When reviewers focus on the science described in a grant proposal rather than the CV, female researchers do just as well as their male colleagues, Nature News reports.
It adds that researchers led by Holly Witteman from Laval University took advantage of a situation in which the Canadian Institutes of Health Research eliminated its traditional review process to start two new grant programs: one that evaluated the application and one that evaluated the applicant. As the researchers report in a preprint appearing at BioRxiv, they analyzed 23,918 grant applications from 7,093 applicants to find an overall funding success rate of 15.8 percent.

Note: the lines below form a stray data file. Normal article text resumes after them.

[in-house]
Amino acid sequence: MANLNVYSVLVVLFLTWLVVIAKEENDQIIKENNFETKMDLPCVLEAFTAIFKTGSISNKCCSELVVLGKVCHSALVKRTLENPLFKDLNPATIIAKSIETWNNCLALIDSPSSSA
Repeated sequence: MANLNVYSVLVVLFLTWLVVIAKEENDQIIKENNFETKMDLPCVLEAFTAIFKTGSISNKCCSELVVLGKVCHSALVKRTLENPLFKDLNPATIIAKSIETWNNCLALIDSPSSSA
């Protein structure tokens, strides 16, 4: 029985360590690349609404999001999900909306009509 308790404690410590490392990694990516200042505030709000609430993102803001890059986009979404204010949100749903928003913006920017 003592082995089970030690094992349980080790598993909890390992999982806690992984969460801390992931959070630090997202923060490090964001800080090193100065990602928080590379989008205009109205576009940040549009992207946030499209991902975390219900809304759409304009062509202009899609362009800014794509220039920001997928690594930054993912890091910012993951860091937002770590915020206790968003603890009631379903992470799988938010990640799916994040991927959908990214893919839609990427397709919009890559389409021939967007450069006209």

After adjusting for age and specific field, the researchers also found that male applicants did 0.9 percent better than their female colleagues under the traditional review process. Similarly, there was a 0.9 percent difference in the new review program that focused on evaluating the science. But, the new program in which the review focused on the applicant had a 4 percent gap in favor of the male applicants.
"That's a significant difference," Witteman tells Nature News. She notes, though, that the study was not randomized and that she and her colleagues didn't have access to data like the applicants' publication records to see if those differed.